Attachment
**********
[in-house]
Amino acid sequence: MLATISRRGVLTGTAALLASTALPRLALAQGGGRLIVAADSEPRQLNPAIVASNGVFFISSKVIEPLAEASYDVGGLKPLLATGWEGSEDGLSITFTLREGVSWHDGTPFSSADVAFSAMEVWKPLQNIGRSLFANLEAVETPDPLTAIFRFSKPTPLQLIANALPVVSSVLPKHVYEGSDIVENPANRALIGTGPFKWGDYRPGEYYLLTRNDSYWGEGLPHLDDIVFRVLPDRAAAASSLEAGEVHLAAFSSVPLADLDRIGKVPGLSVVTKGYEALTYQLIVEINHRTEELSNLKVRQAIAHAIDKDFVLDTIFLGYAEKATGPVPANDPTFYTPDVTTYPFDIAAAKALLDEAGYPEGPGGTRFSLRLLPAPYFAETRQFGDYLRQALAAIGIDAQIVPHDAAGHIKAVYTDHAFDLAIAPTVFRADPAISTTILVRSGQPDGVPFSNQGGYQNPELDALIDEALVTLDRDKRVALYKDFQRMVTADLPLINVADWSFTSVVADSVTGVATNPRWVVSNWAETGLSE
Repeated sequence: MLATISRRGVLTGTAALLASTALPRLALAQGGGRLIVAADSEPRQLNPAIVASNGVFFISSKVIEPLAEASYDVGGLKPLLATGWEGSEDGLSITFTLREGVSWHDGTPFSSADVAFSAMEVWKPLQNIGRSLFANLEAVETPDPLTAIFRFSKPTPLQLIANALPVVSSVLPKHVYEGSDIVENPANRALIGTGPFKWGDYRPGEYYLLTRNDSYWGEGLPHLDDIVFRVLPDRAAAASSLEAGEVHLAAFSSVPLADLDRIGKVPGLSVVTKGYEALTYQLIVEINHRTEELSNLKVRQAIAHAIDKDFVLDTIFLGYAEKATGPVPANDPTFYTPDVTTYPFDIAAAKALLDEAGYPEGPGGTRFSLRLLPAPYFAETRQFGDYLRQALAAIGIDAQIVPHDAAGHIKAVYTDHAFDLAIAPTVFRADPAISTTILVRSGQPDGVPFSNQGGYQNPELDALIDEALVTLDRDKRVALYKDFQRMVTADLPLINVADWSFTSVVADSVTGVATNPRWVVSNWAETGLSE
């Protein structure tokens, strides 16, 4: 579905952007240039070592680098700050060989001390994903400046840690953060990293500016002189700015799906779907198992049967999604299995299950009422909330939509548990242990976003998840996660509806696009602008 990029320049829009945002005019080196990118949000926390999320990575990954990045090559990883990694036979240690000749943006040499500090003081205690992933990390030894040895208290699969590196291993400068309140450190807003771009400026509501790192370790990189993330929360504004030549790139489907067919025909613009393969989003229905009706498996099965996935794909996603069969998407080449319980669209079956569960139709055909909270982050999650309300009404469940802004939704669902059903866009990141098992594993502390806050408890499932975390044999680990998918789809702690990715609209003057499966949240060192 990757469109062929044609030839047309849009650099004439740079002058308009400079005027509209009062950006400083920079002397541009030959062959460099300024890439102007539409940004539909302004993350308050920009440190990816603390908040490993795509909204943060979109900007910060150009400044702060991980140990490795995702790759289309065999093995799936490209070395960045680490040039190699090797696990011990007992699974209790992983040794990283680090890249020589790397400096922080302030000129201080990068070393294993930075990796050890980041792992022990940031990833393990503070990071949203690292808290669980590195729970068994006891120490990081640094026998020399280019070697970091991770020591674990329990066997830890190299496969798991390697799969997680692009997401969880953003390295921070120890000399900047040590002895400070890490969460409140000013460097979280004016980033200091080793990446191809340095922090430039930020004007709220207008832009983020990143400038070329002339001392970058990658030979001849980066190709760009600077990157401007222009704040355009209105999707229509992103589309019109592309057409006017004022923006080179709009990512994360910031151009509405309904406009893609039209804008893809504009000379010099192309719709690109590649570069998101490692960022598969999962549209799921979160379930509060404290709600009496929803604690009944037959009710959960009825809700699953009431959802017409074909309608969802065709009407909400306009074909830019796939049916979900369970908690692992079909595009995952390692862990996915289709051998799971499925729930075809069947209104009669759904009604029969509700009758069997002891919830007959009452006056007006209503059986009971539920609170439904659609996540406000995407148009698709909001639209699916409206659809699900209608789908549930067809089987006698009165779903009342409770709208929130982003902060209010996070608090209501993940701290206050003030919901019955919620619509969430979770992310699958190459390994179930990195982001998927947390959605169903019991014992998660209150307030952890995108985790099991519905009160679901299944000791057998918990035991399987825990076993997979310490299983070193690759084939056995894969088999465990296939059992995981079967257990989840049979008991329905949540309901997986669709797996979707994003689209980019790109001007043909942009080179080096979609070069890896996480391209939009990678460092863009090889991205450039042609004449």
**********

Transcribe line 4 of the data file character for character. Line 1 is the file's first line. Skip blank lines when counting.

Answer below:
């Protein structure tokens, strides 16, 4: 579905952007240039070592680098700050060989001390994903400046840690953060990293500016002189700015799906779907198992049967999604299995299950009422909330939509548990242990976003998840996660509806696009602008 990029320049829009945002005019080196990118949000926390999320990575990954990045090559990883990694036979240690000749943006040499500090003081205690992933990390030894040895208290699969590196291993400068309140450190807003771009400026509501790192370790990189993330929360504004030549790139489907067919025909613009393969989003229905009706498996099965996935794909996603069969998407080449319980669209079956569960139709055909909270982050999650309300009404469940802004939704669902059903866009990141098992594993502390806050408890499932975390044999680990998918789809702690990715609209003057499966949240060192 990757469109062929044609030839047309849009650099004439740079002058308009400079005027509209009062950006400083920079002397541009030959062959460099300024890439102007539409940004539909302004993350308050920009440190990816603390908040490993795509909204943060979109900007910060150009400044702060991980140990490795995702790759289309065999093995799936490209070395960045680490040039190699090797696990011990007992699974209790992983040794990283680090890249020589790397400096922080302030000129201080990068070393294993930075990796050890980041792992022990940031990833393990503070990071949203690292808290669980590195729970068994006891120490990081640094026998020399280019070697970091991770020591674990329990066997830890190299496969798991390697799969997680692009997401969880953003390295921070120890000399900047040590002895400070890490969460409140000013460097979280004016980033200091080793990446191809340095922090430039930020004007709220207008832009983020990143400038070329002339001392970058990658030979001849980066190709760009600077990157401007222009704040355009209105999707229509992103589309019109592309057409006017004022923006080179709009990512994360910031151009509405309904406009893609039209804008893809504009000379010099192309719709690109590649570069998101490692960022598969999962549209799921979160379930509060404290709600009496929803604690009944037959009710959960009825809700699953009431959802017409074909309608969802065709009407909400306009074909830019796939049916979900369970908690692992079909595009995952390692862990996915289709051998799971499925729930075809069947209104009669759904009604029969509700009758069997002891919830007959009452006056007006209503059986009971539920609170439904659609996540406000995407148009698709909001639209699916409206659809699900209608789908549930067809089987006698009165779903009342409770709208929130982003902060209010996070608090209501993940701290206050003030919901019955919620619509969430979770992310699958190459390994179930990195982001998927947390959605169903019991014992998660209150307030952890995108985790099991519905009160679901299944000791057998918990035991399987825990076993997979310490299983070193690759084939056995894969088999465990296939059992995981079967257990989840049979008991329905949540309901997986669709797996979707994003689209980019790109001007043909942009080179080096979609070069890896996480391209939009990678460092863009090889991205450039042609004449």